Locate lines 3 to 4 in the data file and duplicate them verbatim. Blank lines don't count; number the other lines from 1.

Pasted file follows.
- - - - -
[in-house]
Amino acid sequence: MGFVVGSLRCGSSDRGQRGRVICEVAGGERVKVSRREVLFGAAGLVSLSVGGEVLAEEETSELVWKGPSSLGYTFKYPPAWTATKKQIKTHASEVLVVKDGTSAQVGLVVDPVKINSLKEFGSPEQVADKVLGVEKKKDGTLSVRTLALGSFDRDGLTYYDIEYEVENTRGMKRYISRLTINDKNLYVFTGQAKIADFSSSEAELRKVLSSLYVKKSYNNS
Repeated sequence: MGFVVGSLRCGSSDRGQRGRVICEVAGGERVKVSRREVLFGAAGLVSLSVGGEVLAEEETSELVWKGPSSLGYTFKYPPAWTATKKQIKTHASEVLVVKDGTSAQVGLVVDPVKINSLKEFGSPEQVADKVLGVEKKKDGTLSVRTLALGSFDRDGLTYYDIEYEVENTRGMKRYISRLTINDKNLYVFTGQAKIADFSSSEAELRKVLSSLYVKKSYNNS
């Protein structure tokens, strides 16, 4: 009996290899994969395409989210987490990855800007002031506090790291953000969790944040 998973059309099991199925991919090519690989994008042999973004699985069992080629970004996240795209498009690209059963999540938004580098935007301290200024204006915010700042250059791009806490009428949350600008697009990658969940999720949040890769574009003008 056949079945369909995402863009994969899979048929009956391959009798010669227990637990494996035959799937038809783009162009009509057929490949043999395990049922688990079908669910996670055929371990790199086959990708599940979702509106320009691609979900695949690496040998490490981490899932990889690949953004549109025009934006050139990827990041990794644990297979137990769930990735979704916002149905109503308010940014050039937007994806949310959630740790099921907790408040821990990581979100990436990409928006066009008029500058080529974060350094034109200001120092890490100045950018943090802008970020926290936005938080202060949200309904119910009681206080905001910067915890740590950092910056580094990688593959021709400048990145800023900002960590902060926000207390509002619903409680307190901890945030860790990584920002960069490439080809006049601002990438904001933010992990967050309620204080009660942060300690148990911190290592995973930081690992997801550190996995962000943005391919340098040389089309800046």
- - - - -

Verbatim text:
Repeated sequence: MGFVVGSLRCGSSDRGQRGRVICEVAGGERVKVSRREVLFGAAGLVSLSVGGEVLAEEETSELVWKGPSSLGYTFKYPPAWTATKKQIKTHASEVLVVKDGTSAQVGLVVDPVKINSLKEFGSPEQVADKVLGVEKKKDGTLSVRTLALGSFDRDGLTYYDIEYEVENTRGMKRYISRLTINDKNLYVFTGQAKIADFSSSEAELRKVLSSLYVKKSYNNS
């Protein structure tokens, strides 16, 4: 009996290899994969395409989210987490990855800007002031506090790291953000969790944040 998973059309099991199925991919090519690989994008042999973004699985069992080629970004996240795209498009690209059963999540938004580098935007301290200024204006915010700042250059791009806490009428949350600008697009990658969940999720949040890769574009003008 056949079945369909995402863009994969899979048929009956391959009798010669227990637990494996035959799937038809783009162009009509057929490949043999395990049922688990079908669910996670055929371990790199086959990708599940979702509106320009691609979900695949690496040998490490981490899932990889690949953004549109025009934006050139990827990041990794644990297979137990769930990735979704916002149905109503308010940014050039937007994806949310959630740790099921907790408040821990990581979100990436990409928006066009008029500058080529974060350094034109200001120092890490100045950018943090802008970020926290936005938080202060949200309904119910009681206080905001910067915890740590950092910056580094990688593959021709400048990145800023900002960590902060926000207390509002619903409680307190901890945030860790990584920002960069490439080809006049601002990438904001933010992990967050309620204080009660942060300690148990911190290592995973930081690992997801550190996995962000943005391919340098040389089309800046």